Regular Expressions Pt. V: Question Marks ?

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So I continue here with my Regular Expressions (“RegEx”) lessons. I am learning RegEx only because so many customers use Google Analytics, which throws the code at the customer with very little explanation.

regular-expressions

This next lesson is about the question mark. This time, Google does a pretty good job of meaning what they say:

? Match zero or one of the previous expression

When they say, “The previous expression,” they mean, the character that comes right before the question mark. Since that is still pretty opaque, let me shine some light here.

Let’s say that you have an economics website and you only want to look at the referrers that have the word “labor” in their title. But some of those referrers come from non-US countries where they spell it “labour.” You could create a filter like this: labou?r

That way, it will match “labour” (which does have a “u,” which is the previous expression) and labor (which has zero of the previous expression, i.e. no “u” is included.)

You cannot use it like this : labo?r, or at least, not for the same purpose. It’s not a wildcard that you stick in between the o and the r to match any letter. The only matches would be to “labor” (zero of the previous expression) and “labr” (Thanks Serge for catching my error.)

Backslashes
Dots .
Carats ^
Dollars signs $
Question marks ?
Pipes |
Parentheses ()
Square brackets []and dashes –
Plus signs +
Stars *
Regular Expressions for Google Analytics: Now let’s Practice
Bad Greed
RegEx and Good Greed
{Braces}
Minimal Matching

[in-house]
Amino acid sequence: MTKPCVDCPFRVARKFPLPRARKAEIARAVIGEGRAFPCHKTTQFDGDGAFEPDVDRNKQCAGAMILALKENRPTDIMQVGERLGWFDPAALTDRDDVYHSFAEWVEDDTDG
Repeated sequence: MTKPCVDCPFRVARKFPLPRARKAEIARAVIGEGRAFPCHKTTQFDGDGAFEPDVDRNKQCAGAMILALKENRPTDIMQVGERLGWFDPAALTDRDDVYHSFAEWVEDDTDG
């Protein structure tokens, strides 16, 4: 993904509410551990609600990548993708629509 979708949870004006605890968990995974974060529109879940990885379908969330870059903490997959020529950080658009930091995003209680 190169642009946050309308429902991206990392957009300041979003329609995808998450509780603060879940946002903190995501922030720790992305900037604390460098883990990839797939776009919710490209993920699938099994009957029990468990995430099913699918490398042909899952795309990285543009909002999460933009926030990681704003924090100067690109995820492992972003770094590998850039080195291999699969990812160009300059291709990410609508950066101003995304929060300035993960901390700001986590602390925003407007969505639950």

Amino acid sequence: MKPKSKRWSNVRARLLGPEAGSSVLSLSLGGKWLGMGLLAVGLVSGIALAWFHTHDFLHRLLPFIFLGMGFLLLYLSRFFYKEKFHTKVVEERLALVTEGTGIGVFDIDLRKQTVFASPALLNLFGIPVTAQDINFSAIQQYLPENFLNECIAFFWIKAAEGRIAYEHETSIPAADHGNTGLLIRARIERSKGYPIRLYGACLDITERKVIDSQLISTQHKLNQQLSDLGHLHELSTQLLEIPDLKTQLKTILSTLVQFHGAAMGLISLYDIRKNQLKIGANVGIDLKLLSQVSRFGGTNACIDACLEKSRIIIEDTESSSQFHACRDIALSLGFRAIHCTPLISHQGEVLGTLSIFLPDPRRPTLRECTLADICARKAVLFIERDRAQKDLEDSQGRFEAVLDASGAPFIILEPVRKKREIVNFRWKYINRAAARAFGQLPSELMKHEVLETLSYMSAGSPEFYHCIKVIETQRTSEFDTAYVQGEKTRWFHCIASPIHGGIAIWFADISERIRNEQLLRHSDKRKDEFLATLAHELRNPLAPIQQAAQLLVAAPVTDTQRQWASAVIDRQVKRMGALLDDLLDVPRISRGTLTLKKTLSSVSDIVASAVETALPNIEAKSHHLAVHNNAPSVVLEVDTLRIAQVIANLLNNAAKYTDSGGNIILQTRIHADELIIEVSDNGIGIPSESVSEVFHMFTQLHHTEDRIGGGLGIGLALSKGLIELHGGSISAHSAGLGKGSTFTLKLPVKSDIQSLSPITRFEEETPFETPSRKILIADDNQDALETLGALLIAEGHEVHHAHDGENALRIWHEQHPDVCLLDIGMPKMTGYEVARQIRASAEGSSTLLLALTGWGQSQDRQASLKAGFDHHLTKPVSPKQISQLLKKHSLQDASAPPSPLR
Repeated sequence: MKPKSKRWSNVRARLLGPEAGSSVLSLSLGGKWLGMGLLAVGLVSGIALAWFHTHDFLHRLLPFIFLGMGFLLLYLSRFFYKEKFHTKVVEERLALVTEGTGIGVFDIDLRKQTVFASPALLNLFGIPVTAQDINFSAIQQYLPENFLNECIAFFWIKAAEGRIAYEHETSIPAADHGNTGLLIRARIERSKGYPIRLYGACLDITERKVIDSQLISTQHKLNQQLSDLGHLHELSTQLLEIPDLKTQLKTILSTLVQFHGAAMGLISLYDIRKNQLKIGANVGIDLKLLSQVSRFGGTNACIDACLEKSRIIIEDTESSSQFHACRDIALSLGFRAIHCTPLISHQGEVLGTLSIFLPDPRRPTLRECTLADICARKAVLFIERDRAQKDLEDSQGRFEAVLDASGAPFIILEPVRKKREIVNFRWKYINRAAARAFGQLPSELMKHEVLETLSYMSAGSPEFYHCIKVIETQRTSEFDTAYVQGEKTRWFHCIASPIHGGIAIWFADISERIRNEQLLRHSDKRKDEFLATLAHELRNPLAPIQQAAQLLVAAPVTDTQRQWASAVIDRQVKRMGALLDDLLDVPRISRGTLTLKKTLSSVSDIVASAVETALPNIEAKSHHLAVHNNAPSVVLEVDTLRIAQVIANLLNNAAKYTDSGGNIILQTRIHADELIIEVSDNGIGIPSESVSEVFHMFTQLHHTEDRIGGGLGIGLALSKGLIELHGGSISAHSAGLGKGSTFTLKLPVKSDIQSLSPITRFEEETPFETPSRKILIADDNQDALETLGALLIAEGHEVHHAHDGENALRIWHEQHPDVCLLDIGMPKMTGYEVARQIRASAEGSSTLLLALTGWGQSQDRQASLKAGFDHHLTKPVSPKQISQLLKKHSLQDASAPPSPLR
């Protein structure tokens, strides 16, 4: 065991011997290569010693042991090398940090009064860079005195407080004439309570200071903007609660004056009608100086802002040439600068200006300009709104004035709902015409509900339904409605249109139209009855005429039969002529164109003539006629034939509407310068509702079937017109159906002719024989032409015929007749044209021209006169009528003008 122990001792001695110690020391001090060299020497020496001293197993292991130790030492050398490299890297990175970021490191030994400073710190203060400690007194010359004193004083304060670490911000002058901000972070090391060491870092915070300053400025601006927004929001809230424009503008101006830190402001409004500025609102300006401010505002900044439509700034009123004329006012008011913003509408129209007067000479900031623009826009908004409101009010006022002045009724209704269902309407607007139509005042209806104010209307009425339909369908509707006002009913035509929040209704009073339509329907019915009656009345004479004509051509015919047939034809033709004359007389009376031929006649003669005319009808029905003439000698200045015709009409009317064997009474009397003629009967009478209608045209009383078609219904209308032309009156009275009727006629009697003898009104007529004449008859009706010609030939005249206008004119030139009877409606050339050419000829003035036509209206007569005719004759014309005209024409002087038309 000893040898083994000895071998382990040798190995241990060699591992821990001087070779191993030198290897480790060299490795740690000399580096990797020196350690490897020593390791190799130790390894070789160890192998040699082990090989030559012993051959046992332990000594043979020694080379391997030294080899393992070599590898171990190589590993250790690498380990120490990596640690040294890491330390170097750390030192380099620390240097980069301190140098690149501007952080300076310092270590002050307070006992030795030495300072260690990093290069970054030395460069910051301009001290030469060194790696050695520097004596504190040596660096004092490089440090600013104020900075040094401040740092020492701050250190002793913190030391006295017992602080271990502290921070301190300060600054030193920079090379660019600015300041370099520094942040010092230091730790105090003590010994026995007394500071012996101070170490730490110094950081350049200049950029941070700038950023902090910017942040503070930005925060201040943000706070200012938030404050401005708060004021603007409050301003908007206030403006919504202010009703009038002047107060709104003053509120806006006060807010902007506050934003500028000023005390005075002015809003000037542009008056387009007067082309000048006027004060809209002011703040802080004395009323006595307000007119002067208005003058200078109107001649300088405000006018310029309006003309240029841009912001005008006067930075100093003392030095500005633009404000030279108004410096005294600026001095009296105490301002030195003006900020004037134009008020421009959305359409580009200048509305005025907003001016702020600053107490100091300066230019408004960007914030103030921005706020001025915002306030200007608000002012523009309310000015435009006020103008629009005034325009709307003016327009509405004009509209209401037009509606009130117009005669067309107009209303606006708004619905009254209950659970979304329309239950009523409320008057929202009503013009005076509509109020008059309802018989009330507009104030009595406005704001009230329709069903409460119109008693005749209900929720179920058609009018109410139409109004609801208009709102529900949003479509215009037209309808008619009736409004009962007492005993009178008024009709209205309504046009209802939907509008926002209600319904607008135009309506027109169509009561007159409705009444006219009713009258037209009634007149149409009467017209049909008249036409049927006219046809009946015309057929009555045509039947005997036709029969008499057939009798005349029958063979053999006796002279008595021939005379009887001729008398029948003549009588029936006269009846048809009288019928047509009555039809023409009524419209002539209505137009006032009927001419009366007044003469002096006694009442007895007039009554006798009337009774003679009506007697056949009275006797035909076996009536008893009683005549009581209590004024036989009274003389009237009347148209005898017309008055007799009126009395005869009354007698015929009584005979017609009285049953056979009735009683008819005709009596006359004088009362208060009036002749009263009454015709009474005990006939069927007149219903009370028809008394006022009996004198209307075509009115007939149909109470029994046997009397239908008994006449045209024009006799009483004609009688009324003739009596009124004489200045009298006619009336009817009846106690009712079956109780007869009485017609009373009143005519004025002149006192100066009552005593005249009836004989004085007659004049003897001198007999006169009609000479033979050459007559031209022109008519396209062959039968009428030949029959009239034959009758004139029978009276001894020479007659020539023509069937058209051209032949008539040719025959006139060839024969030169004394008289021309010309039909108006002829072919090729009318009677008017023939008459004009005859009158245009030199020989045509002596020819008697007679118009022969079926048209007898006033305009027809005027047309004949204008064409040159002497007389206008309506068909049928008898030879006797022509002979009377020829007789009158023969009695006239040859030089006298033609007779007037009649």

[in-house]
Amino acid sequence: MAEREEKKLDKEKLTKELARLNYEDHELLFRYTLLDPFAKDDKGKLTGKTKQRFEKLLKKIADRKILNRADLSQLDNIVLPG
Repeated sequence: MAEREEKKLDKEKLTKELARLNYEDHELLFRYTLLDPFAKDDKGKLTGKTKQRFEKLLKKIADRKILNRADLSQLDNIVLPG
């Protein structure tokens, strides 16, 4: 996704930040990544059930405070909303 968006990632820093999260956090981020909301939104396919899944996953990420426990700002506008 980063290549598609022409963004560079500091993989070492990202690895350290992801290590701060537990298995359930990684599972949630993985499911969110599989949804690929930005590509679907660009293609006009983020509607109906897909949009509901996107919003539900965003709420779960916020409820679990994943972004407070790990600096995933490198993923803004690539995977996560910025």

Lookahead

Robbin

Our founder, Robbin Steif, started LunaMetrics 14 years ago. She is a graduate of Harvard College and the Harvard Business School, and has served on the Board of Directors for the Digital Analytics Association. Robbin is a winner of a BusinessWomen First award, as well as a recent Diamond Award for business leadership. You should read her letter before you decide to work with us.

  • Serge

    Hi Robbin,

    Pardon me but I think you may be wrong in that last paragraph:
    “You cannot use it like this : labo?r, or at least, not for the same purpose. It’s not a wildcard that you stick in between the o and the r to match any letter. The only matches would be to “labor” (zero of the previous expression) and “laboor” (gibberish, but still meets the criteria, i.e. one of the previous expression, which is now an “o”.)”

    If, as you mention it above, ? matches zero or one of the previous expression, then labo?r matches labr or labor, doesn’t it?

  • You are right!! I republished (or will in a minute) – thanks!! Rpbbom

  • Pingback: Regular Expressions for Google Analytics Part VII: (Parenthesis)()

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